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3:09 AM
How do teams efficiently manage continuously changing requirements and maintain continuous delivery?
 
3:25 AM
I think softwareengineering.stackexchange.com might be a better place to ask this. — mxmissile 8 secs ago
 
@libby Process plus design, and process plus tools, respectively.
Managing requirements change is partly about pushing back on requirements to make sure that the thing they asked for is the thing they need, not the thing they think they need. The other half of that is having a good enough understanding of the domain to know what parts of the system are likely to change and how, then making sure the code is well factored to change in those ways.
Continuous Delivery is more about having the tooling set up to actually do it, and a strict/thorough enough testing process to be confident that you're not just breaking builds all the time.
 
 
1 hour later…
4:55 AM
@JoelHarmon is what you're saying consistent with Agile methodologies to embrace change?
 
 
2 hours later…
7:05 AM
@libby I often think it's narrowing down what won't change in the design so that you limit the moving targets.
@libby Design is about commitment as I see it. Even the digital mediums we have won't afford an artist to change his mind about the composition of a painting without redoing all or most of it. The key parts as I see it is to boil down what won't change in a world that constantly demands changes. The more you can pour cement over, set in stone, the less chaotic the entire process will be.
If I go into a more controversial category, IMO one of the problems with OOP is the assumption that logic is more stable than data. That's not always the case, depending on the problem at hand. Sometimes a game engine ,for example, can commit to the idea of using single-precision 32-bit floats everywhere more easily (ex: for transformation matrices) than deciding what to do with them. The dependencies should flow towards the most stable (unchanging) aspects of your design.
The more the dependencies flow towards stable (unchanging, cemented in concrete, clay baked in the oven) parts of your design, the more readily and easily you can adapt to unanticipated design changes in the moving parts without costly rewrites.
 
Well I guess these rewrites are twice as costly because I also need to rewrite all my tests!
Which is basically what has paralyzed me today. I haven't even been able to write tests because I'm so worried about making a mistake that will cost me to fix up when it really shouldn't cost me very much at the current size of my project.
 
If we're rewriting our tests frequently, then it's a sign IMO that our dependencies don't flow towards stability.
 
7:24 AM
What do you mean by "dependencies"
 
Basically coupling -- for something to depend on something else and to be a certain way, put crudely.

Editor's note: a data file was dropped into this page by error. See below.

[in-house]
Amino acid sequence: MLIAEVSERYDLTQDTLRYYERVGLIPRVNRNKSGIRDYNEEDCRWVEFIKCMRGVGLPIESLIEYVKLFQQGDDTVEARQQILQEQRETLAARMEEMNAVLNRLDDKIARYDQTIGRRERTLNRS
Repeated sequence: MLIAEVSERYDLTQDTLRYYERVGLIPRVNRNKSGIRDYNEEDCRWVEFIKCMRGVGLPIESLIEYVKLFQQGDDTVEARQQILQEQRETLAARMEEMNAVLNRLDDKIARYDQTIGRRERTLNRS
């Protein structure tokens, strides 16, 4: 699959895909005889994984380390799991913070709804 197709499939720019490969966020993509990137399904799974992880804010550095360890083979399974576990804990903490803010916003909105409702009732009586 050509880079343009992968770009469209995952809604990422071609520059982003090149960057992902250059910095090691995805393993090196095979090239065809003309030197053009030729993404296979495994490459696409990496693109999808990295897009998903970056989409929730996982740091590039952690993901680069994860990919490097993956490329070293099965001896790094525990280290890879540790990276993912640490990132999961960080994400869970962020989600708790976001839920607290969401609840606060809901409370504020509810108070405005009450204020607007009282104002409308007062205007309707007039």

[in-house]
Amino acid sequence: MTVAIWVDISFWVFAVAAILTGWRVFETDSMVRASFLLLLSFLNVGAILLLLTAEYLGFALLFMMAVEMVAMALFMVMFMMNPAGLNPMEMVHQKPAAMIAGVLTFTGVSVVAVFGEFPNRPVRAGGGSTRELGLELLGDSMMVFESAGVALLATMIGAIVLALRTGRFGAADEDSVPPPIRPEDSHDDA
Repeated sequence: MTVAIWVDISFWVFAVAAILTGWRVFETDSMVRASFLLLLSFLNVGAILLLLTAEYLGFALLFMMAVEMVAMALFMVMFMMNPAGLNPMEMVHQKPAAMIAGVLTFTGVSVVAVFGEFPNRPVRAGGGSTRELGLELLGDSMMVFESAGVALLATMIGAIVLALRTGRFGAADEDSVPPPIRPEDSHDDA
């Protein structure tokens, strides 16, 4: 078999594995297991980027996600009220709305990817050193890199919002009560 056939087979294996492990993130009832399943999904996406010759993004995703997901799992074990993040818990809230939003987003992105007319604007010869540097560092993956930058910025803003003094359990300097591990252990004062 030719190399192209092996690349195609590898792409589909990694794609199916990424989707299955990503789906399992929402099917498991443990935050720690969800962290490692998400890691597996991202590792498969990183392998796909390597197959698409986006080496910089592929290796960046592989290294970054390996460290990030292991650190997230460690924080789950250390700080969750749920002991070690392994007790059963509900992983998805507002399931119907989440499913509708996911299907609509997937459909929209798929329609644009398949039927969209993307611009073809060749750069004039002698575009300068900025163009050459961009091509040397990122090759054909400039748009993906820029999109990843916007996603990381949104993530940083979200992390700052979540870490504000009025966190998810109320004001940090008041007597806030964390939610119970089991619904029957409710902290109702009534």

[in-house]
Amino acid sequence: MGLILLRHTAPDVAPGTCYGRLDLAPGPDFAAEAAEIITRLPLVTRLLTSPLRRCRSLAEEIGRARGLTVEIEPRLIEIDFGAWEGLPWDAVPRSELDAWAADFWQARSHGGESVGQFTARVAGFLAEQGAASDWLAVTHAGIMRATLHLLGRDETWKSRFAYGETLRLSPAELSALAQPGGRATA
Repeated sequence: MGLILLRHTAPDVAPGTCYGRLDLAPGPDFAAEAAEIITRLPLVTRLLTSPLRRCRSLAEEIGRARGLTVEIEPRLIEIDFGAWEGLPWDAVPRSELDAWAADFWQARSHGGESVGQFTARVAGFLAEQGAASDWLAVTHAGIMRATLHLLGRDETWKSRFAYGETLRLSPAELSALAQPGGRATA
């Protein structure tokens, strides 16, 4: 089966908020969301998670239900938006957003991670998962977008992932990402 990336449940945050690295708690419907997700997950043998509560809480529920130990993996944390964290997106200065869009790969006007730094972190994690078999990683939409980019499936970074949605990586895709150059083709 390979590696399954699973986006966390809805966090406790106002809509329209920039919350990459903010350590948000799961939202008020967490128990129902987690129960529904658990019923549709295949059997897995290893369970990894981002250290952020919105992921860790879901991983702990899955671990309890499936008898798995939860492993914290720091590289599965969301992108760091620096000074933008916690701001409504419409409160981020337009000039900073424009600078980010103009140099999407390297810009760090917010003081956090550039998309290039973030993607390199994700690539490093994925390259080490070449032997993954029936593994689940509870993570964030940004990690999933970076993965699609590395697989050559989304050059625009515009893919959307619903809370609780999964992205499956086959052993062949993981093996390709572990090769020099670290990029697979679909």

Like a skyscraper depending on a sturdy foundation to avoid collapsing.
"Afferent couplings" if we go by Uncle Bob terms.
I always confuse afferent and efferent.
But just in terms of broad design, I'm thinking mostly about things that won't change. We depend on the things that won't change. If a guy marries a woman or vice versa and makes that commitment, they depend on ideas that won't change. If their partner turns out to be completely different one day from the one they loved, they have to redo their whole conceptual model of the world. If an artist is commissioned to make painting of lions, and the client changes his mind and says tigers...
... chances are that the artist will have to redo most if not all of his/her work because he/she depended on (had dependencies upon) the idea of painting lions.
So in my mind, the key process of design is to figure out what won't change. Not what will. It's figuring out the constants in a world full of variables.
The more you figure out as constant/immutable as far as the design goes, the less grief you have in a world that shifts under our feet. I might be a bit skewed on this one. I work in the computer graphics industry which makes yesterday's techniques obsolete each passing year. But the key I've found to keeping teams staying relatively agile is to maximize the number of design assumptions that will not change in the future. I have some C code I still use from the 1980s. Keeps me competitive.
 
 
1 hour later…
9:08 AM
Welcome to Stack Overflow. Please take the tour to learn how Stack Overflow works and read How to Ask on how to improve the quality of your question. Then check the help center to see what questions you can ask. Please see: Why is “Is it possible to…” a poorly worded question?. — Progman 16 secs ago
 
 
3 hours later…
12:03 PM
@libby I'd say that defining some things that won't change and some that will is definitely compatible with an agile mindset. A huge example that comes to mind is the programming language you're using. Is it reasonable to be willing to change that at any point in the project? Typically no.
 
 
2 hours later…
2:17 PM
Medi Madelen Gwosdz on October 30, 2020
Welcome to ISSUE #45 of the Overflow! This newsletter is by developers, for developers, written and curated by the Stack Overflow team and Cassidy Williams at Netlify. This week: why the meaning of 60Hz depends on whether you are a monitor or a lightbulb, how the community team smashed 631 tickets in just two weeks, and why what we…
 
2:42 PM
Similar questions have been closed over there, or even point back here, but maybe worth a read: softwareengineering.stackexchange.com/questions/54451/…Progrock 51 secs ago
 

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